Trump initially took the same blame-shifting approach in addressing the deadly attack in Syria. In a short written statement Tuesday, he said the carnage was “a consequence of the past administration’s weakness and irresolution.”

In 2013, Obama pulled back from planned airstrikes against Syria following a chemical weapons attack, despite having declared that the deployment of deadly gases would cross a “red line” for him. Obama’s decision was widely criticized in the US and by Middle Eastern allies, and undermined later attempts to compel Assad to leave office.

“The regrettable failure to take military action in 2013 to prevent Assad’s use of chemical weapons remains a blight on the Western world,” said Senator Bob Corker (R-Tennessee), the chairman of the Senate Foreign Relations Committee.

Still, foreign policy officials within the Trump administration were irritated by the president’s eagerness to focus on his predecessor in his first reaction. Some wanted him to focus more on condemning Assad and highlighting US resolve.

Their objections did little to sway the president at the time. But just a day later, Trump appeared more willing to embrace the gravity of the situation and his new role in it.

His posture may well have been impacted by the fact that his remarks in the Rose Garden came after his meeting with Jordan’s King Abdullah, whose country has borne the brunt of the refugee crisis spurred by the Syrian war. Jordan is among Washington’s most important partners in the region and is significantly dependent on the United States.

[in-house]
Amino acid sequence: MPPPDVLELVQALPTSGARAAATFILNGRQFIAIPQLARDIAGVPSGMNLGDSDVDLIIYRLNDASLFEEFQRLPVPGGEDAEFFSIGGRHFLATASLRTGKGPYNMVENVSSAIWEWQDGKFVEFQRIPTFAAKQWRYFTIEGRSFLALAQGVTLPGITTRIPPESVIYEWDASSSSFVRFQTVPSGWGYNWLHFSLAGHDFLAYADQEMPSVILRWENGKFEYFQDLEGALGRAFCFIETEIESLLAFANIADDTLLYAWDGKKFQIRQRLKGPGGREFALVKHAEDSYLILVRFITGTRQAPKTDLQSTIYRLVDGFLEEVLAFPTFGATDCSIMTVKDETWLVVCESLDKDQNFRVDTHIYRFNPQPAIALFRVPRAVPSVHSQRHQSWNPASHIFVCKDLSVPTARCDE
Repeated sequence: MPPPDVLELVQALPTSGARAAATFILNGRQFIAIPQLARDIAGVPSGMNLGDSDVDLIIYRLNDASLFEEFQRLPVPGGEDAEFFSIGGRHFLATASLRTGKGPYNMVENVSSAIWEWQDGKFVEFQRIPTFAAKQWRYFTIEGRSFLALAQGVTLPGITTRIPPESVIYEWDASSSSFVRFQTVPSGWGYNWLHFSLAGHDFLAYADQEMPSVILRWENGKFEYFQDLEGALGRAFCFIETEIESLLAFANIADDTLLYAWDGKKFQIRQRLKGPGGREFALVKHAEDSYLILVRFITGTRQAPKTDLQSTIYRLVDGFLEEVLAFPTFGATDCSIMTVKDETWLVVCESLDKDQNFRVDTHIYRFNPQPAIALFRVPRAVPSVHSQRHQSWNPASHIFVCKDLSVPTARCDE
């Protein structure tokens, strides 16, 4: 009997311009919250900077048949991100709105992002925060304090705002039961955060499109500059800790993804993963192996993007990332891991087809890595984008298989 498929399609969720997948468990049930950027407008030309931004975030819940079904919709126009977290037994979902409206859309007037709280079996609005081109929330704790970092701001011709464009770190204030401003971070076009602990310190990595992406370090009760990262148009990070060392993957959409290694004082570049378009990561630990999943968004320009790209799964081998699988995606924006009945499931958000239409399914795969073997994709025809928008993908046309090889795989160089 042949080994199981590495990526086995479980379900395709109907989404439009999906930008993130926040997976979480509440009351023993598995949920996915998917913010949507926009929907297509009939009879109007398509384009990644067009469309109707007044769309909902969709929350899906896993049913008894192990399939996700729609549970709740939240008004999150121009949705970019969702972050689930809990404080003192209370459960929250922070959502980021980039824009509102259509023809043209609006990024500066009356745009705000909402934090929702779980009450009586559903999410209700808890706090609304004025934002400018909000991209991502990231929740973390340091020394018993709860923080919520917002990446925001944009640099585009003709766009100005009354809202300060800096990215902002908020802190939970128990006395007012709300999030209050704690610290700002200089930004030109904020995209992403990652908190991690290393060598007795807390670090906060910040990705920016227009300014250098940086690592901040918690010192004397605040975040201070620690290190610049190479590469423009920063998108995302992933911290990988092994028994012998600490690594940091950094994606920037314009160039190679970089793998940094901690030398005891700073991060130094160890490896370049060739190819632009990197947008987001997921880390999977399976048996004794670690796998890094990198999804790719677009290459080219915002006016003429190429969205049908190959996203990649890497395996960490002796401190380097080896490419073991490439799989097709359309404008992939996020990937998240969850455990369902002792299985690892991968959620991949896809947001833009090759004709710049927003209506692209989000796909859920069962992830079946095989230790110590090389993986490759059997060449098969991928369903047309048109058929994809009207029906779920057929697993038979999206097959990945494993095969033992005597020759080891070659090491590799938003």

Abdullah, who worked closely with Obama, enthusiastically embraced Trump’s condemnation of the chemical weapons attack. During a joint news conference, he said to Trump, “I believe under your leadership we will be able to unravel this very complicated situation.”

Eliot Cohen, a Trump critic who served in the State Department under president George W. Bush, said that whether Trump intended to or not, he now has put himself in the same position as Obama, raising the stakes for action in Syria, perhaps without having thought out whether he plans to follow through.

“The deep irony here is you may see a lot of the same failures that the Obama administration had, except delivered with a different style,” Cohen said.

  1. #1 by know the enemy on 04/07/2017 - 9:34

    We’re waiting to hear you spin this one now that dumpster has bombed Assad.

    ed note–there is no need to ‘spin’ anything because the facts pretty much speak for themselves in explaining the situation. The problem is that people–including you, based upon your comment–get locked into a mode of thinking similar in many respects to the sheep in George Orwell’s Animal Farm with their incessant ‘4 legs good/2 legs bad’ protocol and therefore incapacitate themselves from seeing the more complicated levels involved in all of it. If Trump were truly owned by the Jews and out to do their bidding, we would be seeing something along the lines of what took place in Iraq under GWB or what took place in Libya under BHO, and this simply isn’t the case. After being coordinated with the Russians (and probably the Syrians as well) an airfield was bombed with minimal collateral damage and in the process the move to remove Trump and replace him with a Zionist ideologue was stopped dead in its tracks. If this fact escapes your notice then I’m afraid you are not cut for the kinds of discussions that take place here and would be better suited going to one of those other sites where the answer to all questions posed is–‘it’s dJooz’.